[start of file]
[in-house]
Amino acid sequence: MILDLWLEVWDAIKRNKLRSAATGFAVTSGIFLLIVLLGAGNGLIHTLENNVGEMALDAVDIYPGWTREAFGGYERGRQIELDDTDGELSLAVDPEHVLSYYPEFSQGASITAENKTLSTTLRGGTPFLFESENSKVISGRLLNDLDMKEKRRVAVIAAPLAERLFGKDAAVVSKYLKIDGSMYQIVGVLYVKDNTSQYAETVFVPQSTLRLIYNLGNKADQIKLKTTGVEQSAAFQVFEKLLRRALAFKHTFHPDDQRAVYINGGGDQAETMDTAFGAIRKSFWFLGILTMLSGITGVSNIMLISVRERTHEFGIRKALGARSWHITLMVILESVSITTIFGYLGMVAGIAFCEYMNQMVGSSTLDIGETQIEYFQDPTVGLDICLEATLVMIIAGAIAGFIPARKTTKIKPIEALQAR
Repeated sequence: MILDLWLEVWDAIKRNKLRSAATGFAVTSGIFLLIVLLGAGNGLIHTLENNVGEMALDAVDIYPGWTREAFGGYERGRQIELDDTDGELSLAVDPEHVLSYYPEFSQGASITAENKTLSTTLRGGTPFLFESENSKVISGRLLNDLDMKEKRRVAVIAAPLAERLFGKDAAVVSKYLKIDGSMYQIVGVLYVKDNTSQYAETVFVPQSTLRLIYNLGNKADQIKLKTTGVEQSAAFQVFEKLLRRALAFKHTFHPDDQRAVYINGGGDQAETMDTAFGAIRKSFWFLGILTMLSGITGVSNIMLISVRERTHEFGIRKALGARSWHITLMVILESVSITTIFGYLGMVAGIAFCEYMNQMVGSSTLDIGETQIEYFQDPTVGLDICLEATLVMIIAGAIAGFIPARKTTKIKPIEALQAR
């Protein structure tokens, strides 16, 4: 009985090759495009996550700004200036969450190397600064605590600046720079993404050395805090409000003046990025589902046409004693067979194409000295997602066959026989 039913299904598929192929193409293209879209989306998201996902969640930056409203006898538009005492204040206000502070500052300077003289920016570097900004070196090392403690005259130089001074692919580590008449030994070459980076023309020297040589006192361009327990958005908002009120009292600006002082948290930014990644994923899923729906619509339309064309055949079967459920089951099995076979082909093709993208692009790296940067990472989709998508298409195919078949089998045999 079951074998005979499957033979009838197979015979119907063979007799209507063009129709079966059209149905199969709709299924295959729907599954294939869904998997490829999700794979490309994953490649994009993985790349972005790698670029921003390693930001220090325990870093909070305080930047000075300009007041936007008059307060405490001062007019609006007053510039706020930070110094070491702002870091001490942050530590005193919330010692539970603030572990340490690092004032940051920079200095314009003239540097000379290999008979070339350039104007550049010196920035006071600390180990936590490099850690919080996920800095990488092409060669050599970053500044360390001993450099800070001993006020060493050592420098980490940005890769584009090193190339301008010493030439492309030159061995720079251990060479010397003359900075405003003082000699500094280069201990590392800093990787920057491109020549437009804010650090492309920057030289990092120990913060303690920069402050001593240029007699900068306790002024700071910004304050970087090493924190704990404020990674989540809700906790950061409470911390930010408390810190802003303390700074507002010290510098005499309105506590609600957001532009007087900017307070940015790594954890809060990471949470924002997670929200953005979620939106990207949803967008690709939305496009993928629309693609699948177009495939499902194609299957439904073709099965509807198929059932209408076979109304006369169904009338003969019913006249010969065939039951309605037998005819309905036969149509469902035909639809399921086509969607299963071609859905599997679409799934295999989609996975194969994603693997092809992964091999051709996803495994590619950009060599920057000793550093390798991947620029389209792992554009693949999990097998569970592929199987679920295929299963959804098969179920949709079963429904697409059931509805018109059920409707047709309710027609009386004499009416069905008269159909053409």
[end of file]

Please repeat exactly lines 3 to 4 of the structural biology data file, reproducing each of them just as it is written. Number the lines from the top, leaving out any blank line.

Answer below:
Repeated sequence: MILDLWLEVWDAIKRNKLRSAATGFAVTSGIFLLIVLLGAGNGLIHTLENNVGEMALDAVDIYPGWTREAFGGYERGRQIELDDTDGELSLAVDPEHVLSYYPEFSQGASITAENKTLSTTLRGGTPFLFESENSKVISGRLLNDLDMKEKRRVAVIAAPLAERLFGKDAAVVSKYLKIDGSMYQIVGVLYVKDNTSQYAETVFVPQSTLRLIYNLGNKADQIKLKTTGVEQSAAFQVFEKLLRRALAFKHTFHPDDQRAVYINGGGDQAETMDTAFGAIRKSFWFLGILTMLSGITGVSNIMLISVRERTHEFGIRKALGARSWHITLMVILESVSITTIFGYLGMVAGIAFCEYMNQMVGSSTLDIGETQIEYFQDPTVGLDICLEATLVMIIAGAIAGFIPARKTTKIKPIEALQAR
């Protein structure tokens, strides 16, 4: 009985090759495009996550700004200036969450190397600064605590600046720079993404050395805090409000003046990025589902046409004693067979194409000295997602066959026989 039913299904598929192929193409293209879209989306998201996902969640930056409203006898538009005492204040206000502070500052300077003289920016570097900004070196090392403690005259130089001074692919580590008449030994070459980076023309020297040589006192361009327990958005908002009120009292600006002082948290930014990644994923899923729906619509339309064309055949079967459920089951099995076979082909093709993208692009790296940067990472989709998508298409195919078949089998045999 079951074998005979499957033979009838197979015979119907063979007799209507063009129709079966059209149905199969709709299924295959729907599954294939869904998997490829999700794979490309994953490649994009993985790349972005790698670029921003390693930001220090325990870093909070305080930047000075300009007041936007008059307060405490001062007019609006007053510039706020930070110094070491702002870091001490942050530590005193919330010692539970603030572990340490690092004032940051920079200095314009003239540097000379290999008979070339350039104007550049010196920035006071600390180990936590490099850690919080996920800095990488092409060669050599970053500044360390001993450099800070001993006020060493050592420098980490940005890769584009090193190339301008010493030439492309030159061995720079251990060479010397003359900075405003003082000699500094280069201990590392800093990787920057491109020549437009804010650090492309920057030289990092120990913060303690920069402050001593240029007699900068306790002024700071910004304050970087090493924190704990404020990674989540809700906790950061409470911390930010408390810190802003303390700074507002010290510098005499309105506590609600957001532009007087900017307070940015790594954890809060990471949470924002997670929200953005979620939106990207949803967008690709939305496009993928629309693609699948177009495939499902194609299957439904073709099965509807198929059932209408076979109304006369169904009338003969019913006249010969065939039951309605037998005819309905036969149509469902035909639809399921086509969607299963071609859905599997679409799934295999989609996975194969994603693997092809992964091999051709996803495994590619950009060599920057000793550093390798991947620029389209792992554009693949999990097998569970592929199987679920295929299963959804098969179920949709079963429904697409059931509805018109059920409707047709309710027609009386004499009416069905008269159909053409």